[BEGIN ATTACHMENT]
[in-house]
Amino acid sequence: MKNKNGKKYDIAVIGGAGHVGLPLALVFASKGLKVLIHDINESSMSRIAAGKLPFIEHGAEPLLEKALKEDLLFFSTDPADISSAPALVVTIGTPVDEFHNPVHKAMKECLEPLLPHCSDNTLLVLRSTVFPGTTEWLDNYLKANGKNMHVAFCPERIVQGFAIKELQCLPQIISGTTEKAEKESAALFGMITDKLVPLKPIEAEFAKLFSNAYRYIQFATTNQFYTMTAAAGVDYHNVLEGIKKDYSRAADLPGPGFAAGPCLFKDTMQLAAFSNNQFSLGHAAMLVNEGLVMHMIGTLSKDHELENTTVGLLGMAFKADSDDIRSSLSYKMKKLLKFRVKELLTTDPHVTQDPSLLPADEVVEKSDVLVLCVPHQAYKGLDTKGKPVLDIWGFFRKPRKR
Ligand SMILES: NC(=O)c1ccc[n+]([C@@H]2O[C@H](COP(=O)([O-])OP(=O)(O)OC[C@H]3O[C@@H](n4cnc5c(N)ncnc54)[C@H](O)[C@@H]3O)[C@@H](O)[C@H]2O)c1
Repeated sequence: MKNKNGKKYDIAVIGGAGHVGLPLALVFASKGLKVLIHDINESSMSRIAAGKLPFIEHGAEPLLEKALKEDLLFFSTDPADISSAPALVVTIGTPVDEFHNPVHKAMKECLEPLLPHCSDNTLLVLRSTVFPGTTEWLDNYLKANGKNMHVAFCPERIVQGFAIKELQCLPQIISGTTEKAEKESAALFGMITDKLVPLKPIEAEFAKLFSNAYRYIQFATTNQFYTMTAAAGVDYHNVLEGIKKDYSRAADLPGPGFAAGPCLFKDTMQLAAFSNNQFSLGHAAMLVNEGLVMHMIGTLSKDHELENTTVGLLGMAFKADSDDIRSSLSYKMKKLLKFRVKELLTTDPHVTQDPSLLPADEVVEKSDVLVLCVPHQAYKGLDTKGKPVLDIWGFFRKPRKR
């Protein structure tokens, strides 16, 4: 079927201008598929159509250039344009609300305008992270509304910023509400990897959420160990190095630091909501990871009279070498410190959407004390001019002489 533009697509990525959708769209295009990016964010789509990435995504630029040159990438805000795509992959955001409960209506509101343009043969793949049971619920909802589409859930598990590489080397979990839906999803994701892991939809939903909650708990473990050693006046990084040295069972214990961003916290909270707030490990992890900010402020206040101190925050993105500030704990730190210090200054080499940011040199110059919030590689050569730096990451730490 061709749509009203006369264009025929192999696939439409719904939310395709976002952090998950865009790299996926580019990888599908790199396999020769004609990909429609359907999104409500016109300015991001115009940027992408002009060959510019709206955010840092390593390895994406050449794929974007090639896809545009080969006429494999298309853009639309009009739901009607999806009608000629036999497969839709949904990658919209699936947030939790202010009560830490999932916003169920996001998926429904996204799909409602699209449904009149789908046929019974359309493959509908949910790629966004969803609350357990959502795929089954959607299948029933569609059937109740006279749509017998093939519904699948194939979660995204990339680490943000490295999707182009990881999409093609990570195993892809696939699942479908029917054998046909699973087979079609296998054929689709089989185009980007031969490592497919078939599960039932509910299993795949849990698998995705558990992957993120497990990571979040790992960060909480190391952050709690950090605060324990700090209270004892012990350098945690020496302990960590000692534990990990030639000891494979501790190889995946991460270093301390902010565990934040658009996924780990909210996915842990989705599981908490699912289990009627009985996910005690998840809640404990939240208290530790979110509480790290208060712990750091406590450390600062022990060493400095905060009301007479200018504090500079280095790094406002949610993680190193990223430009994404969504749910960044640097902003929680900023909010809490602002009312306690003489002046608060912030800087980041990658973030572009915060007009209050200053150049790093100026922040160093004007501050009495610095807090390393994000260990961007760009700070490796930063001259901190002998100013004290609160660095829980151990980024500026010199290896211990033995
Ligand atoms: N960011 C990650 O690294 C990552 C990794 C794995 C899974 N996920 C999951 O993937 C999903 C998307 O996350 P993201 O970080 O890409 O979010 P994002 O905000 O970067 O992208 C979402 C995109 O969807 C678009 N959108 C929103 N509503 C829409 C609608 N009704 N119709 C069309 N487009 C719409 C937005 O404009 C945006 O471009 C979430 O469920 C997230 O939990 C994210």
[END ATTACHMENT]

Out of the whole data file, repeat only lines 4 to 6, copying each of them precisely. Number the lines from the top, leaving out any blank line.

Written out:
Repeated sequence: MKNKNGKKYDIAVIGGAGHVGLPLALVFASKGLKVLIHDINESSMSRIAAGKLPFIEHGAEPLLEKALKEDLLFFSTDPADISSAPALVVTIGTPVDEFHNPVHKAMKECLEPLLPHCSDNTLLVLRSTVFPGTTEWLDNYLKANGKNMHVAFCPERIVQGFAIKELQCLPQIISGTTEKAEKESAALFGMITDKLVPLKPIEAEFAKLFSNAYRYIQFATTNQFYTMTAAAGVDYHNVLEGIKKDYSRAADLPGPGFAAGPCLFKDTMQLAAFSNNQFSLGHAAMLVNEGLVMHMIGTLSKDHELENTTVGLLGMAFKADSDDIRSSLSYKMKKLLKFRVKELLTTDPHVTQDPSLLPADEVVEKSDVLVLCVPHQAYKGLDTKGKPVLDIWGFFRKPRKR
């Protein structure tokens, strides 16, 4: 079927201008598929159509250039344009609300305008992270509304910023509400990897959420160990190095630091909501990871009279070498410190959407004390001019002489 533009697509990525959708769209295009990016964010789509990435995504630029040159990438805000795509992959955001409960209506509101343009043969793949049971619920909802589409859930598990590489080397979990839906999803994701892991939809939903909650708990473990050693006046990084040295069972214990961003916290909270707030490990992890900010402020206040101190925050993105500030704990730190210090200054080499940011040199110059919030590689050569730096990451730490 061709749509009203006369264009025929192999696939439409719904939310395709976002952090998950865009790299996926580019990888599908790199396999020769004609990909429609359907999104409500016109300015991001115009940027992408002009060959510019709206955010840092390593390895994406050449794929974007090639896809545009080969006429494999298309853009639309009009739901009607999806009608000629036999497969839709949904990658919209699936947030939790202010009560830490999932916003169920996001998926429904996204799909409602699209449904009149789908046929019974359309493959509908949910790629966004969803609350357990959502795929089954959607299948029933569609059937109740006279749509017998093939519904699948194939979660995204990339680490943000490295999707182009990881999409093609990570195993892809696939699942479908029917054998046909699973087979079609296998054929689709089989185009980007031969490592497919078939599960039932509910299993795949849990698998995705558990992957993120497990990571979040790992960060909480190391952050709690950090605060324990700090209270004892012990350098945690020496302990960590000692534990990990030639000891494979501790190889995946991460270093301390902010565990934040658009996924780990909210996915842990989705599981908490699912289990009627009985996910005690998840809640404990939240208290530790979110509480790290208060712990750091406590450390600062022990060493400095905060009301007479200018504090500079280095790094406002949610993680190193990223430009994404969504749910960044640097902003929680900023909010809490602002009312306690003489002046608060912030800087980041990658973030572009915060007009209050200053150049790093100026922040160093004007501050009495610095807090390393994000260990961007760009700070490796930063001259901190002998100013004290609160660095829980151990980024500026010199290896211990033995
Ligand atoms: N960011 C990650 O690294 C990552 C990794 C794995 C899974 N996920 C999951 O993937 C999903 C998307 O996350 P993201 O970080 O890409 O979010 P994002 O905000 O970067 O992208 C979402 C995109 O969807 C678009 N959108 C929103 N509503 C829409 C609608 N009704 N119709 C069309 N487009 C719409 C937005 O404009 C945006 O471009 C979430 O469920 C997230 O939990 C994210």